Canned tuna is a mainstay of the American pantry. Who doesn't have a can or two stacked in the kitchen cabinet, ready to be opened in a pinch for a quick sandwich? While the familiar tuna packed in water is fine for many recipes, when you really want the tuna to shine—like in Niçoise salad or a pasta sauce—tuna in olive oil is a much tastier choice. It's rich and meaty, moist from the oil, and packed with satisfying tuna flavor.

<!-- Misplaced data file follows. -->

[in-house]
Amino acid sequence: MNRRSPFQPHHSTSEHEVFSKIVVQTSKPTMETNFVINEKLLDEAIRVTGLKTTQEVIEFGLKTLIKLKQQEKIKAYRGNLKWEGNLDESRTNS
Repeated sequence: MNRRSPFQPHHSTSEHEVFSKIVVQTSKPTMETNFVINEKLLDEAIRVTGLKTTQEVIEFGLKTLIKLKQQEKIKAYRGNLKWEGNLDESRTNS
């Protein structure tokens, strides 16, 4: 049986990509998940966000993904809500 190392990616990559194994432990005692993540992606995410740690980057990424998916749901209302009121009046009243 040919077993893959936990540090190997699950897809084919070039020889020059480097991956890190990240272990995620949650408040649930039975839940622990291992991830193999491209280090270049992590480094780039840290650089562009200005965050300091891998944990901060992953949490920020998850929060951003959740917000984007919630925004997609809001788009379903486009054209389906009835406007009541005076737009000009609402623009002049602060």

Tunas packed in olive oil are generally made with yellowfin tuna instead of albacore, and they're filleted and canned by hand, resulting in larger, appealing chunks. Many olive-oil-packed tunas come in jars, but cans are available too, and cans tend to be less expensive.
Ventresca is a special class of tuna, cut from the prized belly meat (what the Japanese call toro) of yellowfin or bluefin tuna. Gourmet stores sell jars of this tuna, packed in olive oil, and it can be quite expensive, but the buttery, silky texture and rich complex flavor make it the "caviar" of canned tunas.
Most canned tuna is sold in 6-oz. cans.